According to the Wall Street Journal, the U.S. Fish and Wildlife Service stormed Gibson Guitar’s factories in Memphis and Nashville last week, seizing guitars, electronic files, and pallets of wood. The items were not seized due to any tax evasion, misappropriation of funds, or embezzlement. Nor, presumably, were the items seized merely because Gibson’s CEO, Henry Juszkiewicz, is a prominent conservative (although that is a curious coincidence).
Instead, the Fish and Wildlife Service seized the goods because of an ongoing legal battle to determine whether Gibson’s guitars are made of illegally harvested ebony wood from protected forests in India. If the wood was indeed procured from a protected forest, it would constitute a violation of the Lacey Import Act, which authorizes the federal government to prosecute businesses based on speculation about what foreign law might prohibit. Gibson explained the situation well in its press release: “The Federal Department of Justice in Washington, D.C. has suggested that the use of wood from India that is not finished by Indian workers is illegal, not because of U.S. law, but because it is the Justice Department’s interpretation of a law in India. (If the same wood from the same tree was finished by Indian workers, the material would be legal.) This action was taken without the support and consent of the government in India.” (The Lacey Act was also implicated in McNab v. United States, the infamous “lobster case” that is frequently cited by opponents of overcriminalization.)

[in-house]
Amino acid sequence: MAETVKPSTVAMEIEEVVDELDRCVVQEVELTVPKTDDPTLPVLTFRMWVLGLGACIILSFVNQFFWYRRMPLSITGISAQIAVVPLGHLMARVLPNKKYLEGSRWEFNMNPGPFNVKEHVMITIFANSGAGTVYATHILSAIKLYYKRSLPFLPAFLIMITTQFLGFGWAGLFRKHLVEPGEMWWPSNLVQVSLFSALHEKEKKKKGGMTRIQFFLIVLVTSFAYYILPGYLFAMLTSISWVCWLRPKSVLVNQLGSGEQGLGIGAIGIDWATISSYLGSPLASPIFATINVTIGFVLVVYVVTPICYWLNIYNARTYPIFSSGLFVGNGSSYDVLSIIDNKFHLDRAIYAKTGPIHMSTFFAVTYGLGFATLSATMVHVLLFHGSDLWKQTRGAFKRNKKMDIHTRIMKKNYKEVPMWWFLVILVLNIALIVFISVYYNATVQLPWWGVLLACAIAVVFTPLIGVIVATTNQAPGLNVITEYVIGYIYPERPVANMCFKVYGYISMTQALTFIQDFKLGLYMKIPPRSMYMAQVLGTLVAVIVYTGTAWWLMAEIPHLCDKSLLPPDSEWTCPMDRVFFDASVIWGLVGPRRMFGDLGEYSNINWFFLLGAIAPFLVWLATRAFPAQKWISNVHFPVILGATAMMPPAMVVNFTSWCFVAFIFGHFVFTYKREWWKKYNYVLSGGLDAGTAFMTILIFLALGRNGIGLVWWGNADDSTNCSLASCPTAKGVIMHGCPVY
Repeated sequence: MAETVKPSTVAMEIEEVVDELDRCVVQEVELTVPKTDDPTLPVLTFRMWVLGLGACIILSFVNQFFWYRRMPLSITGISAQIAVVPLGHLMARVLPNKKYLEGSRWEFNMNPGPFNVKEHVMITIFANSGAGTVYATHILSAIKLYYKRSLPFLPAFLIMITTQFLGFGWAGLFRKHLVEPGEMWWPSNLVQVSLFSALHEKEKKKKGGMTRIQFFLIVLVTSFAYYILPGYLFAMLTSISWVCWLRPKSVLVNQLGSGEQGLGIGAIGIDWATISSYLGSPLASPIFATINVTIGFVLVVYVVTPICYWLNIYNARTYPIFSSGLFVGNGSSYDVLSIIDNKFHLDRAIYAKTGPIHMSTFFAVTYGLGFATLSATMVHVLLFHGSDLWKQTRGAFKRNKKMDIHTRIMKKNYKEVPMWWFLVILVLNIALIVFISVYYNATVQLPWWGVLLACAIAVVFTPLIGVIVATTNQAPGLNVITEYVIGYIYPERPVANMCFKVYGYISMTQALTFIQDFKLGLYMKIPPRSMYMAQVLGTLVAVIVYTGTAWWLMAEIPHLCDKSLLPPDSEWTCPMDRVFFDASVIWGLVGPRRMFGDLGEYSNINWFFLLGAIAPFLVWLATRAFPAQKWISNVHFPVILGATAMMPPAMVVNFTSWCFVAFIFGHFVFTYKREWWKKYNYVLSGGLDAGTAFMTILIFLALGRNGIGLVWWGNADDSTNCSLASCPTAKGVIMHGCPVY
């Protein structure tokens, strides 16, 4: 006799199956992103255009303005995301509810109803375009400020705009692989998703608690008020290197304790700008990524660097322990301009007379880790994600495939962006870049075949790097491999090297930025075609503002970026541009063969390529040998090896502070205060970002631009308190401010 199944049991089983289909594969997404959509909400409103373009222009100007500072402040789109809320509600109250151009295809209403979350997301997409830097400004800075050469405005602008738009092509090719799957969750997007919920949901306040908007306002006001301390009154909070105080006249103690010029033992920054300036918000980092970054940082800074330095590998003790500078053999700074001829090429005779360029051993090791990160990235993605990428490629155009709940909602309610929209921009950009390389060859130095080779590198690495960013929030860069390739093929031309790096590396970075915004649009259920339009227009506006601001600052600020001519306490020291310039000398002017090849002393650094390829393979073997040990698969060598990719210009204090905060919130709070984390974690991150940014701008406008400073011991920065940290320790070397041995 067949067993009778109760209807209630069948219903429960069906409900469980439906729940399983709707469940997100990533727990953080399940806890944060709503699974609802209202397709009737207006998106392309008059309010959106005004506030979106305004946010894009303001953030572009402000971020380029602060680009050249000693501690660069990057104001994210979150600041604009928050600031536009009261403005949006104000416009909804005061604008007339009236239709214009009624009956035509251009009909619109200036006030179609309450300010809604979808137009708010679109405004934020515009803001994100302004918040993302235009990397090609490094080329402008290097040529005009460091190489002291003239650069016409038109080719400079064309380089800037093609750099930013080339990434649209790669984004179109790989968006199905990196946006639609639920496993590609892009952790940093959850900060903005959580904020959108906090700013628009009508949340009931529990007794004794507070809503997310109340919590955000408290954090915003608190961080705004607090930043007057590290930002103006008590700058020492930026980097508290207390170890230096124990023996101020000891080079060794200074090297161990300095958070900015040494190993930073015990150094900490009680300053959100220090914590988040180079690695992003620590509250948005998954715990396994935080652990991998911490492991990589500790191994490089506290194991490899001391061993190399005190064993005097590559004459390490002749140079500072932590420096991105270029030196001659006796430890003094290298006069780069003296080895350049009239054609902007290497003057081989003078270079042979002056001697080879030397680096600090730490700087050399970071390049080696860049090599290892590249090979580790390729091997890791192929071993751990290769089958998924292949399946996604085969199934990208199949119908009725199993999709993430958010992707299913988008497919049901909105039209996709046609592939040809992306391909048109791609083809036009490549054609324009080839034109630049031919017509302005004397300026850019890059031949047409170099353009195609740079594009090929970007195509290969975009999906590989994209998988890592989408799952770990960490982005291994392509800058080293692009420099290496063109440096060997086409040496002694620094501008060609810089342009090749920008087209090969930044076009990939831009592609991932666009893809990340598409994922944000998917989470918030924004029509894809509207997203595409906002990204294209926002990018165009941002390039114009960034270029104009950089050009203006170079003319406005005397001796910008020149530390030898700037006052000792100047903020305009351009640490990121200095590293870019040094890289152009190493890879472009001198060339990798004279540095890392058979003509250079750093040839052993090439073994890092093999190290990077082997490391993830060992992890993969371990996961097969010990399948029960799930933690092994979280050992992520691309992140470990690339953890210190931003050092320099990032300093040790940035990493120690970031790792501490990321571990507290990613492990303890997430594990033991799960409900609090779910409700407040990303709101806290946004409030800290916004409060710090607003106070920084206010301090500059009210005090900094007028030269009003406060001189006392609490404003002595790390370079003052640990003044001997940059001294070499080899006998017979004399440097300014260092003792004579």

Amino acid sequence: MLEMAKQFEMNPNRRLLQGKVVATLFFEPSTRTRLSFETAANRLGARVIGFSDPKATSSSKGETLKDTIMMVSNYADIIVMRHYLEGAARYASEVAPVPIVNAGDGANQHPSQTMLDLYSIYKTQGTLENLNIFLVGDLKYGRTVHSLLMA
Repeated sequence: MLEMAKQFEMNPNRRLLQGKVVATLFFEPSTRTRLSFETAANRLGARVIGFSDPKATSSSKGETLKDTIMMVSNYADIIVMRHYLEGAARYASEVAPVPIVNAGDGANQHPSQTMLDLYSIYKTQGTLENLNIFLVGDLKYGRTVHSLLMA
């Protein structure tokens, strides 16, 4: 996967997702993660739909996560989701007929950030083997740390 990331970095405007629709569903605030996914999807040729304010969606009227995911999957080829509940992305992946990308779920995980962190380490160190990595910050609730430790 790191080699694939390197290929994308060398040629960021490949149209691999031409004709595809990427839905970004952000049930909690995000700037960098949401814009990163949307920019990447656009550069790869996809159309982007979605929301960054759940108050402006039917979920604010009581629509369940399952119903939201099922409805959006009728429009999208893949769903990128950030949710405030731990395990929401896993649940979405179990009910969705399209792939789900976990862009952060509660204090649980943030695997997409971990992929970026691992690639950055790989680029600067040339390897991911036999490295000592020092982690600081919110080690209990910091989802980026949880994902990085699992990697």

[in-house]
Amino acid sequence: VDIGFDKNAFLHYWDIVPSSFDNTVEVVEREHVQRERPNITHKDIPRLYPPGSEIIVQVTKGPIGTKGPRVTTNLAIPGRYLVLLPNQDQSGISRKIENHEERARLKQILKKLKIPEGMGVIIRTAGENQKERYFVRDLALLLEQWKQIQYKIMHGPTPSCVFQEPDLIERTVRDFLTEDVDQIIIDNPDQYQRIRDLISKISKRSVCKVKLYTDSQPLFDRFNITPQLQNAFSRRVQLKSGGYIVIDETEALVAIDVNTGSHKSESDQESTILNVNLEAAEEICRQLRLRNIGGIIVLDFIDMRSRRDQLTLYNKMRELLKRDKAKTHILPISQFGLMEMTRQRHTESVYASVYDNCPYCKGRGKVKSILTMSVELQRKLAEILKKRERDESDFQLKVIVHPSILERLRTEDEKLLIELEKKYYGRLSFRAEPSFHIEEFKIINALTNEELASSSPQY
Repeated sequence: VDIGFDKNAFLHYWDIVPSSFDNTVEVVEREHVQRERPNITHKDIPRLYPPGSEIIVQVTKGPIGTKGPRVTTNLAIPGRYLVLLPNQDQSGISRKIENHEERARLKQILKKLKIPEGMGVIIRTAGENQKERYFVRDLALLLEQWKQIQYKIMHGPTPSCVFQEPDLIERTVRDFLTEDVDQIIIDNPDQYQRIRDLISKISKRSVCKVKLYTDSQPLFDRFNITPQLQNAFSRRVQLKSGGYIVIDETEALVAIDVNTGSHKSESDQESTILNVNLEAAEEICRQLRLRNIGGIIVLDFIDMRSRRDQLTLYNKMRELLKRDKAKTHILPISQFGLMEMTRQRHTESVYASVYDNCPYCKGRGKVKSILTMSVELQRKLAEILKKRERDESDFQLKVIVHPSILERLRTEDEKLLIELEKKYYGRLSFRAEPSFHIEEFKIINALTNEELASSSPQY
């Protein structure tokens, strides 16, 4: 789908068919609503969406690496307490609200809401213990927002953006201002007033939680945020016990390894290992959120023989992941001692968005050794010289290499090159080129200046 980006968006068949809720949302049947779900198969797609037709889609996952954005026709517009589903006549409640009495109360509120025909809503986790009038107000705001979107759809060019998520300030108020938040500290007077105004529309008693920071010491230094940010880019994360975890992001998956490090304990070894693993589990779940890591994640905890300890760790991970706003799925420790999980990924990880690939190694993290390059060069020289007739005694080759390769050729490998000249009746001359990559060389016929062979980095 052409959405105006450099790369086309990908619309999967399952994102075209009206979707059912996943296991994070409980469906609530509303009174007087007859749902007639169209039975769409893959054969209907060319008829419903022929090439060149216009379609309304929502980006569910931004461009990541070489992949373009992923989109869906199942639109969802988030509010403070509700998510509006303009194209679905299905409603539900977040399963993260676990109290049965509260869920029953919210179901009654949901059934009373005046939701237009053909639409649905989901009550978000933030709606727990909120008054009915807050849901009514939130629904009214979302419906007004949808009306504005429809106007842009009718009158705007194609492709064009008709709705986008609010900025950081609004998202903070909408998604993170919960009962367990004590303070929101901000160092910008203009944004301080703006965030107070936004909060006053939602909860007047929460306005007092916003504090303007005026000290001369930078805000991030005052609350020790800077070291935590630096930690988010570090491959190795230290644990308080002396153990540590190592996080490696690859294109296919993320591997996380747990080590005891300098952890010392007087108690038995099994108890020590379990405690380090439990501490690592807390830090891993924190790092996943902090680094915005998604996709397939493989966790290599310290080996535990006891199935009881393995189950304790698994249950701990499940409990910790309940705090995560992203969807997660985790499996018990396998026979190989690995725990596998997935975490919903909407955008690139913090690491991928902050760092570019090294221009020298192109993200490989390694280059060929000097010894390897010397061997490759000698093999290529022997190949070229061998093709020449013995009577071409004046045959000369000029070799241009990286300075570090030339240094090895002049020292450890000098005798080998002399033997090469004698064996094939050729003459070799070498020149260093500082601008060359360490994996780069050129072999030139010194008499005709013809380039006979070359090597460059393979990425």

The Lacey Act also criminalizes a failure to properly declare all flora or fauna upon import, whether the violation was intentional or not. Not only can Gibson’s goods be seized, but the company could face fines and criminal prosecution for its violation of the Lacey Act. Strict liability (a situation wherein criminal intent is presumed) is typically only applied to abnormally dangerous activities, but one wonders why it is abnormally dangerous – and criminal – to make a mistake on a customs form?